February 5, 2008


Coming Together: On the 50th anniversary of Things Fall Apart, Chinua Achebe reflects on his intentions and his influence (PETER MONAGHAN, The Chronicle Review)

In a 1975 lecture, and then in an essay, Achebe took Conrad to task for emerging in his seminal short novel, Heart of Darkness, as a "thoroughgoing racist" even as he denounced imperialism. Achebe pointed out that Conrad had deprived his African characters of any voice, granting them only eight caricaturing words in the whole short novel. Pointing, still today, to those meager eight words, he says: "That's all that Africa has, of language; the rest is screaming, shrieking, howling — animal sounds, you see."

His criticism of Conrad drew vigorous protest from the author's defenders. But Achebe says his intention was simple: to ask "why does one go to Africa for this kind of exoticism that demeans people, makes them less than their worth?"

Things Fall Apart does not idealize Nigerians; far from it. In Okonkwo, for example, Achebe depicts courage and nobility but also ignorance and cruelty. The mighty Okonkwo beats his wives and kills a child. Fellow villagers leave twin infants in the bush to die because twins are considered evil, and mutilate the bodies of dead children so that their ogbanje, or spirits, do not return to torment their mothers again.

"There are some very hard things going on there," says Achebe. "I knew that I had to be truthful. I don't know why, because it's just as easy to make the thing up a little. But I refused. I went out of my way to pick up, to find out, to learn as much of the bad things that were going on, and bring them in, deliberately." His characters, he says, "have a dark side, if you like. But I dare you to say they are not human, in spite of that."

Just as some African critics originally chided Achebe for writing in English, the language of the colonizer, some feminists also objected that female characters were not fully realized in Things Fall Apart. Achebe's supporters responded that such criticism fell into the undergraduate trap of criticizing a work for what it was not, rather than viewing it for what it was.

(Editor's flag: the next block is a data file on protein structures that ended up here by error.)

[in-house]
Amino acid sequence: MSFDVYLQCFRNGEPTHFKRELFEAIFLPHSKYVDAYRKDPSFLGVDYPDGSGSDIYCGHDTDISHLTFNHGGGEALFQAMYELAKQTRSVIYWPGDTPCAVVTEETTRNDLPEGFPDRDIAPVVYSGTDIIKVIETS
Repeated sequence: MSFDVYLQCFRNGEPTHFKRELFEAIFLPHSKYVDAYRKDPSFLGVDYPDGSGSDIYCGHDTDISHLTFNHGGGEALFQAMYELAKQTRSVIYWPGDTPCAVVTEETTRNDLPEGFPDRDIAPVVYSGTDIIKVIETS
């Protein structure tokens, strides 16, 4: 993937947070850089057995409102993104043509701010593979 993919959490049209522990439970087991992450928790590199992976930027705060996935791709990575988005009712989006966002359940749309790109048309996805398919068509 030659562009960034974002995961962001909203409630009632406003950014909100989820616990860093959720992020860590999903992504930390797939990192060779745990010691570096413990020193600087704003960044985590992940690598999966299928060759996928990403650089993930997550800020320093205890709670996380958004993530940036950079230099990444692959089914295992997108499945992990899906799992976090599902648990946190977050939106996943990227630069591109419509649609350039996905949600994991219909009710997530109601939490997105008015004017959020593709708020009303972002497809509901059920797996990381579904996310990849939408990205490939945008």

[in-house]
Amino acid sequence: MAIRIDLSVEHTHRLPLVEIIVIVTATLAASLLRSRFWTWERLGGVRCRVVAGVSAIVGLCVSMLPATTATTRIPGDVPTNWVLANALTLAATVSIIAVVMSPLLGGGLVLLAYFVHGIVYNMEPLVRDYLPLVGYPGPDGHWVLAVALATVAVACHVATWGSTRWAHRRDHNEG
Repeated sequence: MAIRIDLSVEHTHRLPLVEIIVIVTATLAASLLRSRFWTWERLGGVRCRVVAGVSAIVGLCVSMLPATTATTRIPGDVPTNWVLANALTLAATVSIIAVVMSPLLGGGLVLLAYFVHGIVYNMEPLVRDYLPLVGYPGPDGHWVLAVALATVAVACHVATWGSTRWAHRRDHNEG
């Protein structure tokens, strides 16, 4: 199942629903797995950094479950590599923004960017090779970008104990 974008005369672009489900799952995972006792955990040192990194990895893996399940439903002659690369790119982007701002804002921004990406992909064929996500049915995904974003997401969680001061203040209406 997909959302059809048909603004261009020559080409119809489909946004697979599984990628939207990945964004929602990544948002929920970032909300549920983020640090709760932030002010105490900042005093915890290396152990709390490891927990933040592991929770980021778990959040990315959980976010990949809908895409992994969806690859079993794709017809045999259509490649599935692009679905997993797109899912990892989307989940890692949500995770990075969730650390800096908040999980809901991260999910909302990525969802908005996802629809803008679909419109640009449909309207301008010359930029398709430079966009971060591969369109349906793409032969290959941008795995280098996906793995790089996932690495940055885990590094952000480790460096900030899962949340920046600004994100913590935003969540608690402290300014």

In other words, they did to him what he did to Conrad?

Though, of course, he fundamentally misreads Heart of Darkness, which is every bit as anti-Colonial as Shooting an Elephant. Recall the revelation at the end of the novella, worthy of O. Henry, as Marlowe speaks to Kurtz's betrothed (?), the very flower of European civilization:

"'Forgive me. I -- I have mourned so long in silence -- in silence. . . . You were with him -- to the last? I think of his loneliness. Nobody near to understand him as I would have understood. Perhaps no one to hear. . . .'

"'To the very end,' I said, shakily. 'I heard his very last words. . . .' I stopped in a fright.

"'Repeat them,' she murmured in a heart-broken tone. 'I want -- I want -- something -- something -- to -- to live with.'

"I was on the point of crying at her, 'Don't you hear them?' The dusk was repeating them in a persistent whisper all around us, in a whisper that seemed to swell menacingly like the first whisper of a rising wind. 'The horror! The horror!'

"'His last word -- to live with,' she insisted. 'Don't you understand I loved him -- I loved him -- I loved him!'

"I pulled myself together and spoke slowly.

"'The last word he pronounced was -- your name.'

Posted by Orrin Judd at February 5, 2008 1:17 PM
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